The statistics on eating disorders are staggering. Anorexia is the third-most common chronic illness in young adults. What is imperative for our children to understand is that there are healthy ways to treat your body, but there are also very unhealthy ways to treat your body. Propagated by the media is a strict standard of beauty, and the job of parents is now combating that negative standard by teaching children what it means to be healthy. Yes, that includes weight, but it includes so much more than that. The numbers on the scale show only one part of who you are; what they don't show is how kind you are, how much you love cooking with farmer's market veggies, or your passion for yoga. When the time comes to talk to your kids about weight, don't mention the numbers. Talk about the healthy, growing child that you love.
>> Read more: 5 Reasons Why You Should Throw Away Your Scale Today
Talk about lifestyle. You may have heard one of the many weight loss success stories that focus on a lifestyle change instead of counting calories. When your children are young, start implementing healthy practices that they can carry forward as they grow. Have them help you in the kitchen, where you can teach them about vegetables and healthy cooking techniques (like using coconut oil instead of vegetable oils). Change their attitude about exercise at a young age, where "exercise" means playing Capture the Flag outside instead of playing video games. Teach health from the inside out. Teach your kids that feeding the body also means feeding the brain (you'd be surprised at how empowering this is to kids)! This lifestyle revolves around a balance of things.
Talk about balance. Living a balanced life means sustaining your body with nutritious foods and keeping your body moving. Moderation is also key in a balanced lifestyle, because completely denying yourself of chocolate (or whatever your food vice may be) could negatively impact your emotional health. Have your children constantly evaluate how they feel after eating a certain food: Are they sluggish and less energized, or do they feel balanced and ready to play a game of basketball? Challenge your children to try new things, whether it is a food or playing tennis. Create an environment where it isn't hard for your children to really lead and understand a balanced life.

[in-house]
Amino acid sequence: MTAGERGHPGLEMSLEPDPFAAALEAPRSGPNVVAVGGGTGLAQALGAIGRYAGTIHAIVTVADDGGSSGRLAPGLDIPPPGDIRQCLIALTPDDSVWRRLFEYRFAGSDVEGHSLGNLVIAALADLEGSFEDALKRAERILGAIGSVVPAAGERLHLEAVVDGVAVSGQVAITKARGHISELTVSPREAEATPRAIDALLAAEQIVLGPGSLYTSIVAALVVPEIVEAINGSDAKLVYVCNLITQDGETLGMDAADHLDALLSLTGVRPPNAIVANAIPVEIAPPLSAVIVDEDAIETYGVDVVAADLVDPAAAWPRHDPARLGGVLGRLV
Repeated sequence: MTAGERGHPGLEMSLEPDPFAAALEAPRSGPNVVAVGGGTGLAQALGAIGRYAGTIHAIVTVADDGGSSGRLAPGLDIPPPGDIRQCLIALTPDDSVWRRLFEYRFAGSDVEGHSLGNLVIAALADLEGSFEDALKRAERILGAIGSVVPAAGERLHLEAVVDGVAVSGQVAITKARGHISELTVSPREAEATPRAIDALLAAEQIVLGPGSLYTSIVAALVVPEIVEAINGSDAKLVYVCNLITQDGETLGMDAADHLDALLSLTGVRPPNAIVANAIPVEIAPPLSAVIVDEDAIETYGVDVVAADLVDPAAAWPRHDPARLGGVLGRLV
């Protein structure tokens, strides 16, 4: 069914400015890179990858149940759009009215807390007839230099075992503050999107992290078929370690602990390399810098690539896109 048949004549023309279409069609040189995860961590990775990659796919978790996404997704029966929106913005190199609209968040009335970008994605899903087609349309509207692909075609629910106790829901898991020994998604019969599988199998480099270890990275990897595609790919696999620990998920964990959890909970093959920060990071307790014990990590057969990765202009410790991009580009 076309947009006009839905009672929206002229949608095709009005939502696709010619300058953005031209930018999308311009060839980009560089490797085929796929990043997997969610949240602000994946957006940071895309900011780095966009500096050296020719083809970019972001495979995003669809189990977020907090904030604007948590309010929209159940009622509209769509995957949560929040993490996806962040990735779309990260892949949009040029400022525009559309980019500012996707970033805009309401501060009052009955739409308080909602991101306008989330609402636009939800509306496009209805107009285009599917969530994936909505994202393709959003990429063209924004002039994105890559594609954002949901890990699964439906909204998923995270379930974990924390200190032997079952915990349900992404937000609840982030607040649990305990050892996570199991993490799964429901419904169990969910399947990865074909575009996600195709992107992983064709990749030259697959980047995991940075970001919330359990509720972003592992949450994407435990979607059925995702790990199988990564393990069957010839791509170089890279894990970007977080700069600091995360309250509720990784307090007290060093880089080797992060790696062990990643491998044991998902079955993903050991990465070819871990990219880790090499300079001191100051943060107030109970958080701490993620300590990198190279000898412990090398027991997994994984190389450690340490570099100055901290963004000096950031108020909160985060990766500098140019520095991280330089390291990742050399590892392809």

Be a role model. Esther Boykin, a well-known relationship and family therapist in Washington, DC, said that it is "crucial to be a role model in your own behavior. If you want to raise kids who eat healthy and have a confident sense of self, you must model that behavior. If you've gained weight talk about your efforts to lose weight as a goal for your health rather than to fit some ideal body type." You should always show kindness to your body, in the way you eat, speak and move. Be vocal about how you feel; say how energized you feel after a hearty breakfast, and how ready you are to tackle the day. Have a junk food-free house. Sometimes it is hard not to focus on the numbers or the little extra tummy, but in order to raise confident, self-assured children, you should focus on how your body feels. In turn, they will grow up with an understanding of what body positivity is really all about.
Avoid the scale. Health, especially for a growing person, is not about a number on a scale. Excessive weigh-ins should be avoided at all costs, even if your child is heavier. Not only could it damage them emotionally, but it will skew their ideas of what a "healthy body" is or should be. Listen to your children: Is their language positive or negative of their body? If it is a negative view, talk to them about simple changes they can make to flip that view, such as eating more vegetables at the dinner table or playing volleyball for 30 minutes each day. Remind your child that love has nothing to do with size, and self worth has nothing to do with size. Be a role model in that regard: Love yourself and be confident in yourself.
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Lastly, your whole family should make the effort to live healthy lives. Work as a team and empower each other every day. Compliment your daughter on the delicious snacks she made, and encourage your son on the football field. Weight should never be a stressor for young children. By implementing wholesome techniques and positive language at a young age, your kids will develop a deeper and more honest relationship with themselves and their health.